Personal accountability has all but disappeared from the American political system. Bill Clinton lied to his entire cabinet about Monica Lewinsky and not a single cabinet member resigned in protest after he was forced to recant. When Alberto Gonzales lied repeatedly during testimony before Congress everyone knew exactly what he was doing but no leading Democrat was willing to impeach him. The hopelessly incompetent Michael Brown was able to resign from FEMA without sanction to “avoid further distraction from the ongoing mission” and later even blamed everyone else for his shortcomings. Condoleezza Rice, Paul Wolfowitz, Tommy Franks, George Tenet, and Paul Bremer were all rewarded for their incompetence, some with medals and some with promotions. Recent resignations from the Bush administration stemming from the massive policy failures of the past seven years have frequently been couched in terms of “wanting to spend more time with my family” though sometimes a bit of candor creeps in a la Trent Lott, who believes it is time to step down and follow the money as a lobbyist. Public Diplomacy Tsarina Karen Hughes arguably plans to do both, returning to Texas to rejoin her family while also cashing in through lucrative speaking engagements. During her two and a half years of Texas-style soccer mom diplomacy at State Department and in spite of a large budget, Hughes only succeeded in increasing the number of foreigners who actively dislike the United States. Never is a resignation from government service framed in terms of “Hey, I screwed up.”
The embrace of illegal detentions and torture are among the truly horrific decisions that can be attributed to the Bush White House. It is ironic to read the media accounts surrounding the recent discovery by shocked U.S. Marines of an alleged al-Qaeda torture center in Iraq’s Diyala province because the Marines work for a government that itself publicly embraces torture as an interrogation technique. And it is not just the White House. Torture is bipartisan. The recent House of Representatives intelligence appropriations bill included a clause that requires CIA to abide by the Geneva Conventions in its interrogation and detention policies. One hundred and ninety-nine Congressmen from both parties voted “no.” Even if some of the Congressmen voted against the bill for other reasons, there is a strong sense that many politicians consider torture to be perfectly okay. Rudy Giuliani, Mitt Romney, and Fred Thompson have all jumped on that bandwagon, endorsing “enhanced interrogation” as a counter-terrorism tool. Mitt Romney, who might bolster his claims to be a Christian by occasionally perusing the compassionate message of the Sermon on the Mount instead of the Book of Mormon, even wants to make Guantanamo prison bigger. Giuliani appears to want to jail and torture lots of people all the time, but he is, admittedly, a pagan.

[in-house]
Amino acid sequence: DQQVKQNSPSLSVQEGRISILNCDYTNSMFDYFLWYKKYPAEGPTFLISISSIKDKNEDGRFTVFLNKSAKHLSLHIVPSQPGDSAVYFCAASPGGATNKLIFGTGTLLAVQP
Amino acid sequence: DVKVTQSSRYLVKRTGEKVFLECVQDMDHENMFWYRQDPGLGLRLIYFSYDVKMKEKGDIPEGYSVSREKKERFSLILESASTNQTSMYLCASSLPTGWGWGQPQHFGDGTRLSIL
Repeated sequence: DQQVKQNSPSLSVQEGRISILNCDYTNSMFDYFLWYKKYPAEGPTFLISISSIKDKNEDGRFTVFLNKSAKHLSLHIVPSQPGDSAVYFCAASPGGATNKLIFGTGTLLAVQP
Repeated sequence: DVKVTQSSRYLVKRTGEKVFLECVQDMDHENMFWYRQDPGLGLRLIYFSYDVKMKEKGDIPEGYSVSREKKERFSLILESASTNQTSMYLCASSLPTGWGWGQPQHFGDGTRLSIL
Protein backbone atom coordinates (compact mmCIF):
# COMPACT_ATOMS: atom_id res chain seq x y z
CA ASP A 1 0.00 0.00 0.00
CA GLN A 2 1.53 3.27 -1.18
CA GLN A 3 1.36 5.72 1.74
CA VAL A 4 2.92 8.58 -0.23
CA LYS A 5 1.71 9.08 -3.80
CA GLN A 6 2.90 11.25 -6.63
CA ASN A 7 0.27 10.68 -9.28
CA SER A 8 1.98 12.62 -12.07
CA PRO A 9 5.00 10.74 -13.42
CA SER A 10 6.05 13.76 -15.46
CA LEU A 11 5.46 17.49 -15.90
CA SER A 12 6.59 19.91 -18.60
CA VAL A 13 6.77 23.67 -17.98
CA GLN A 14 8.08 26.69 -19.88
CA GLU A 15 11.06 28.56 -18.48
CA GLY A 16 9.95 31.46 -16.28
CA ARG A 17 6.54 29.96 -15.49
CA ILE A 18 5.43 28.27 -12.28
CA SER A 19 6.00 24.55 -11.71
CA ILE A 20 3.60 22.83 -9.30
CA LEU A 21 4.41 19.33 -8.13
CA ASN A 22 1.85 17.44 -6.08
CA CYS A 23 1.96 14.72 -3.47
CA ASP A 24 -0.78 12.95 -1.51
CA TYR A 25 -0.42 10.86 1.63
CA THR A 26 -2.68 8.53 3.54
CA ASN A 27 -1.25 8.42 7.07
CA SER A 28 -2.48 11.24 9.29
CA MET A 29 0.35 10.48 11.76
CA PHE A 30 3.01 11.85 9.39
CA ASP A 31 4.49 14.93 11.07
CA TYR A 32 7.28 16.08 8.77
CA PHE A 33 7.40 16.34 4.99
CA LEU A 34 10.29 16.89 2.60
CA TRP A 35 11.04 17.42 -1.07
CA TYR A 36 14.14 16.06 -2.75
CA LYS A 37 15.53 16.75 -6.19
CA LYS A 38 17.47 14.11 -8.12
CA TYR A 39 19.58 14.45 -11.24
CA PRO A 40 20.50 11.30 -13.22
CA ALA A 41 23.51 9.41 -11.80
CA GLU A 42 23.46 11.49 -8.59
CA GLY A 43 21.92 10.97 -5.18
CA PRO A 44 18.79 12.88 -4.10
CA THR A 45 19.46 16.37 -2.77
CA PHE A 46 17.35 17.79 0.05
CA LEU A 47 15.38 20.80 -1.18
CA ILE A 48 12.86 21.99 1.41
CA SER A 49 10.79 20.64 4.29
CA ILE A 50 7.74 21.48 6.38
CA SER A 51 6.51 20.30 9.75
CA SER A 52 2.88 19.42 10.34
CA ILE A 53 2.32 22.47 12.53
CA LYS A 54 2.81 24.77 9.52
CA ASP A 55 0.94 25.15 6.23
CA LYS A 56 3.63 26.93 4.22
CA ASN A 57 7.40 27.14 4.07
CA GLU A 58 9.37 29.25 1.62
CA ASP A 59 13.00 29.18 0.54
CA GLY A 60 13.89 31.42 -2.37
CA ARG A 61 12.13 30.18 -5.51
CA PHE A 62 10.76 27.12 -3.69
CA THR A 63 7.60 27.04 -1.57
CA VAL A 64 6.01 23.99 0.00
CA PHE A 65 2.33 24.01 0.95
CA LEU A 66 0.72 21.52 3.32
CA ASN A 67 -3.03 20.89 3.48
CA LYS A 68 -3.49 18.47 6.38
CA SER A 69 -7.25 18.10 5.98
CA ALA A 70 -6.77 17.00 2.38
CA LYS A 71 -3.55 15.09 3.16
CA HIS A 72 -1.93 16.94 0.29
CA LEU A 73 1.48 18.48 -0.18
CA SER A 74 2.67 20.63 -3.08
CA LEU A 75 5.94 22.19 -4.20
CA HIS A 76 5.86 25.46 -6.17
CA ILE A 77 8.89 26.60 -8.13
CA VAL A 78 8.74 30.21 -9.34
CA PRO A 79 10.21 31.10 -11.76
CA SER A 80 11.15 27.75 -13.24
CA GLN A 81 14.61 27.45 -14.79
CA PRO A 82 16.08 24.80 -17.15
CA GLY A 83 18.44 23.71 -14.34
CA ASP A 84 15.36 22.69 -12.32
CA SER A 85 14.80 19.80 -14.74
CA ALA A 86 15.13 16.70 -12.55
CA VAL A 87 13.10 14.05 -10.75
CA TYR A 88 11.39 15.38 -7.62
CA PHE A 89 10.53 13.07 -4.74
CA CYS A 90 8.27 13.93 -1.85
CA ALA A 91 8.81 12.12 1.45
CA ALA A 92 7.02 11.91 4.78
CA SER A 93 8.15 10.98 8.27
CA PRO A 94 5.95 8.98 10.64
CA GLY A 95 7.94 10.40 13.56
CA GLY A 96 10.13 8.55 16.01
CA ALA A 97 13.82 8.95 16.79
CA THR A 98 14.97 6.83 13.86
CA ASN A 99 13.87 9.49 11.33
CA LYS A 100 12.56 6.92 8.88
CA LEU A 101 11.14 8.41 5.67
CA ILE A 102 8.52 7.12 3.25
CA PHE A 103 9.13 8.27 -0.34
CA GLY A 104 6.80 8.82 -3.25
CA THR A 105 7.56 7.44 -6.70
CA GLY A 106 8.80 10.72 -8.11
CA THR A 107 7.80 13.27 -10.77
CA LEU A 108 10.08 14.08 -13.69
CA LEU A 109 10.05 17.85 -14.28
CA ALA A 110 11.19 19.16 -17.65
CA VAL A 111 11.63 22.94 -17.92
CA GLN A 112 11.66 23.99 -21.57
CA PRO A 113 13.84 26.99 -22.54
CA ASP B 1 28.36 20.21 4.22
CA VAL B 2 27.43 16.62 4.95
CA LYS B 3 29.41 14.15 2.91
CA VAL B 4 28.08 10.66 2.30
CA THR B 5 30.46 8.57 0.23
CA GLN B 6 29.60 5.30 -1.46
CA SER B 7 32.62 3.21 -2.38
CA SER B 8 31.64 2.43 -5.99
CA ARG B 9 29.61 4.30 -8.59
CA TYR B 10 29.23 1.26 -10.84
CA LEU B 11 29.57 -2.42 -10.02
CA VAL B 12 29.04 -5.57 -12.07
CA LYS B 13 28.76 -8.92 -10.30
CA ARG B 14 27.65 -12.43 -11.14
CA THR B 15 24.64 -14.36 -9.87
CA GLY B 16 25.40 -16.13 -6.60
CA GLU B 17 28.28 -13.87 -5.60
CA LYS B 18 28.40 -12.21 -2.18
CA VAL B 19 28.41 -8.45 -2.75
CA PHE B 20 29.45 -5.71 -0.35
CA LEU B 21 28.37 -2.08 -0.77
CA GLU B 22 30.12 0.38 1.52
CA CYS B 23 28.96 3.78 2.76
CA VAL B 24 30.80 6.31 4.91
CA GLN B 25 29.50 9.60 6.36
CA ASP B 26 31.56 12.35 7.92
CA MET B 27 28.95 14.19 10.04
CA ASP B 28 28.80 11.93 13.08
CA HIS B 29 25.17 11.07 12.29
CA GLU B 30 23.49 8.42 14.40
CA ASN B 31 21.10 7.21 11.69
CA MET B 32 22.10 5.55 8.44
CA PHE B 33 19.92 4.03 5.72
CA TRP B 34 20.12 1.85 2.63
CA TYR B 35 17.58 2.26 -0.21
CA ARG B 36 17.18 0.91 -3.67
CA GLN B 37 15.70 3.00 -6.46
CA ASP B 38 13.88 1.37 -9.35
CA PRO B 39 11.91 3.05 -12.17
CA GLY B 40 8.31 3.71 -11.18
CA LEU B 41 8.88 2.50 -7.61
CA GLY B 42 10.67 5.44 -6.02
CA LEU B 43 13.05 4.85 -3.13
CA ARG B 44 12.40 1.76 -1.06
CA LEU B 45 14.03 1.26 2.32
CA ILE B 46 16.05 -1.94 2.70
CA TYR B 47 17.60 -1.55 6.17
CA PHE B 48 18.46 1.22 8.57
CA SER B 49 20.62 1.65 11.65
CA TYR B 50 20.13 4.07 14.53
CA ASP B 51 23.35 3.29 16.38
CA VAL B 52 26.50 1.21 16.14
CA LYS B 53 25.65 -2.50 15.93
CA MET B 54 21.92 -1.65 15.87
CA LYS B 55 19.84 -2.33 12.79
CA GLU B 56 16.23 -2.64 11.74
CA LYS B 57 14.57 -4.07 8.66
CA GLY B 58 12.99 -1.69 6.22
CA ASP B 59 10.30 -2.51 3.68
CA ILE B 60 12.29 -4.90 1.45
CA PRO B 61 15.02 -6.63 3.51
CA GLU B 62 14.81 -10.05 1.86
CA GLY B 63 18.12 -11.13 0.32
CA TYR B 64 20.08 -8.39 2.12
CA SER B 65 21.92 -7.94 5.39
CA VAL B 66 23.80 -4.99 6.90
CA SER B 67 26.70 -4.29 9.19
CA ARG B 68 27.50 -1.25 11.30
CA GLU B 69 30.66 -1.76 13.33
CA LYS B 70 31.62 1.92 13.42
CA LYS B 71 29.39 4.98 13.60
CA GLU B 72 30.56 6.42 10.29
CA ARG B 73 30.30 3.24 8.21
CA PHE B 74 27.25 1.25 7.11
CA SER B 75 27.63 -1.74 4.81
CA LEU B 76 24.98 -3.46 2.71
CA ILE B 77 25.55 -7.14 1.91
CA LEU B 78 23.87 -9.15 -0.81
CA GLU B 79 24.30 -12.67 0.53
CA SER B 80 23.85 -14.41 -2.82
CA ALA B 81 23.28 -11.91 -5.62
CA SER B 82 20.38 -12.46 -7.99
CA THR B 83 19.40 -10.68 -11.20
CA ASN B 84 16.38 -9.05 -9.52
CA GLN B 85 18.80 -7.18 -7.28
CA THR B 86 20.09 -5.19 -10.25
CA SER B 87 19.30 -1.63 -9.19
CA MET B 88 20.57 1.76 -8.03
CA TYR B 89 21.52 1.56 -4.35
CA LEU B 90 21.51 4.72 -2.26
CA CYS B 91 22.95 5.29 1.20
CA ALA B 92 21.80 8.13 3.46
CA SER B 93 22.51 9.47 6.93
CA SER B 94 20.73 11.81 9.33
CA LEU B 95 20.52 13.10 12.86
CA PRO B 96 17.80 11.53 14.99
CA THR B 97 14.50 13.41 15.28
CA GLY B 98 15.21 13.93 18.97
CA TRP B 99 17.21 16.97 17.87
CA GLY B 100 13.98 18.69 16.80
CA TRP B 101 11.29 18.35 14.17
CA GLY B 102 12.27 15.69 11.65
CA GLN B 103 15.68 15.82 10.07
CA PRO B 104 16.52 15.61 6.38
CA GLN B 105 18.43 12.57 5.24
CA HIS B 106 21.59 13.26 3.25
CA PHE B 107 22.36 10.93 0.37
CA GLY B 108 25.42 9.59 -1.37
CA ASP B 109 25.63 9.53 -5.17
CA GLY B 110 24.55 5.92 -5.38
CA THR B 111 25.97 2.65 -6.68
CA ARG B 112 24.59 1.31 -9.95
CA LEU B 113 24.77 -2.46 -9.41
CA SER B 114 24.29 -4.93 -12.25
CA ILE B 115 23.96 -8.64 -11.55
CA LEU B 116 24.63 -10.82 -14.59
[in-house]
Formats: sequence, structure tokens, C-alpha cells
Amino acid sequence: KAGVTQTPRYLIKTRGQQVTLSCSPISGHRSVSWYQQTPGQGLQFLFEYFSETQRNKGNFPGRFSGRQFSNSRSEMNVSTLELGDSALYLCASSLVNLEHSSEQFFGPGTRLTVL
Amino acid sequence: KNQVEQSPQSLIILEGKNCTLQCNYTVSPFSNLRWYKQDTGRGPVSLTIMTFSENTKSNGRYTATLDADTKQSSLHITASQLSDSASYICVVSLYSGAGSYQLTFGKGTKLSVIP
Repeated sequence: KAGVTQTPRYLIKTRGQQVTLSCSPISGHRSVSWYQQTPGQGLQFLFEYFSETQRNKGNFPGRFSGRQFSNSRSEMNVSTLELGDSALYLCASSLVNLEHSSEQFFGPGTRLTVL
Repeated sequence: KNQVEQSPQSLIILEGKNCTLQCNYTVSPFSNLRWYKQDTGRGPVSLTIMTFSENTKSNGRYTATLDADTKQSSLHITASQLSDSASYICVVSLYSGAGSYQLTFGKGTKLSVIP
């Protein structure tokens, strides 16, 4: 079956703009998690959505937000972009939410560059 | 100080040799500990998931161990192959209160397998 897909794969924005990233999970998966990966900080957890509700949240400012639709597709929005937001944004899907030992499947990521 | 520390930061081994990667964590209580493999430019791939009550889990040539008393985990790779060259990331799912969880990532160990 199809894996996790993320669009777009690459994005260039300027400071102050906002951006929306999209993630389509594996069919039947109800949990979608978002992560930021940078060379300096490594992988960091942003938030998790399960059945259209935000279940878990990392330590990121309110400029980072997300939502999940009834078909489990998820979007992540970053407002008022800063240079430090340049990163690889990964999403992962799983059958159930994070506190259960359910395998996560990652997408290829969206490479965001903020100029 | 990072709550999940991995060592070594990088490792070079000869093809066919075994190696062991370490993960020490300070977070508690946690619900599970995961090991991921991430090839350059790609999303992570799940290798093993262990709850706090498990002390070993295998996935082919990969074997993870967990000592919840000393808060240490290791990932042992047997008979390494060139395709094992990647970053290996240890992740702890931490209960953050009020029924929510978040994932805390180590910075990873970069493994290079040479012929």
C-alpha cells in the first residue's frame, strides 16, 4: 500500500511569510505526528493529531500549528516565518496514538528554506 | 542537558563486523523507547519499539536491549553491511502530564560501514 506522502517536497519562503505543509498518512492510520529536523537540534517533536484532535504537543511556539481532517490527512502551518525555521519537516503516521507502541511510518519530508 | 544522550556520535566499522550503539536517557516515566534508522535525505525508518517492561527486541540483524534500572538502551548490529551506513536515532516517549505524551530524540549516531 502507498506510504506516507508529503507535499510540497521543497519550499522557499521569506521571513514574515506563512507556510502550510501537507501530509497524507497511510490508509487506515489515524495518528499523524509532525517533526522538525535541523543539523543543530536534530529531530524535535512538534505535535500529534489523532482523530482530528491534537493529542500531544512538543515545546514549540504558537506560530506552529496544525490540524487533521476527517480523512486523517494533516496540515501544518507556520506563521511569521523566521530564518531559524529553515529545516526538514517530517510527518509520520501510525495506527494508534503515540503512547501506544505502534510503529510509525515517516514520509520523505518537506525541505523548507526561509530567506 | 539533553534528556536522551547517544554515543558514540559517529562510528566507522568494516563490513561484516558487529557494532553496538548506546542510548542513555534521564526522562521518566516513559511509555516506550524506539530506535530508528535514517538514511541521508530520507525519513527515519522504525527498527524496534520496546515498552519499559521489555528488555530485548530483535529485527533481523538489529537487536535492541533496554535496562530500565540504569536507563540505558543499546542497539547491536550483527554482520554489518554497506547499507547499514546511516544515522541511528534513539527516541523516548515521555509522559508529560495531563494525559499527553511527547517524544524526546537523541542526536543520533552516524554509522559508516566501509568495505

If senior managers at the Central Intelligence Agency actually worried about committing war crimes more than they cared about getting revenge on ragheads and advancing their careers, they wouldn’t have tortured anyone in the first place back in 2002. Shortly after 9/11, the redoubtable armchair warrior Vice President Dick Cheney, who famously had other priorities and avoided military service by virtue of five deferments during Vietnam, announced that the “gloves are off” in reference to America’s enemies. Those comments set the tone and ushered in the exciting days of “anything goes” when Cofer Black, chief of the Agency’s Counter Terrorism Center, sent out his myrmidons with orders to come back with Usama bin Laden’s head in a box. Somehow, that head turned out to be Saddam Hussein’s.
Ethically, torture degrades the country that permits it, the organization that carries it out and the individuals who perform it. Doctors are not present during torture as it would violate the Hippocratic Oath, so it is up to the torturer to decide how far to go. If a victim dies while being interrogated by torture, as has happened a number of times in both Afghanistan and Iraq, it is both a war crime and murder.
Most intelligence and law enforcement officers reject torture as an interrogation tool, knowing that it more often than not produces false information. The FBI claims that the CIA waterboarding of terrorist suspect Abu Zubaydah was unnecessary, that he was already cooperating. Waterboarding, which was used extensively both by the Gestapo and by the Spanish Inquisition, is a particularly heinous form of torture as it simulates death. With U.S. troops deployed all over the world at the present time, sanctioning torture lowers the bar for terrorists who might happen to capture an American soldier or diplomat to do likewise. Even in 2002 someone with a bit of foresight might have anticipated the possible consequences arising from the CIA’s use of torture and its more general bull in the china shop approach. Someone with a bit of backbone and an intact moral compass might even have even resigned in protest, but, alas, there were few of those types around.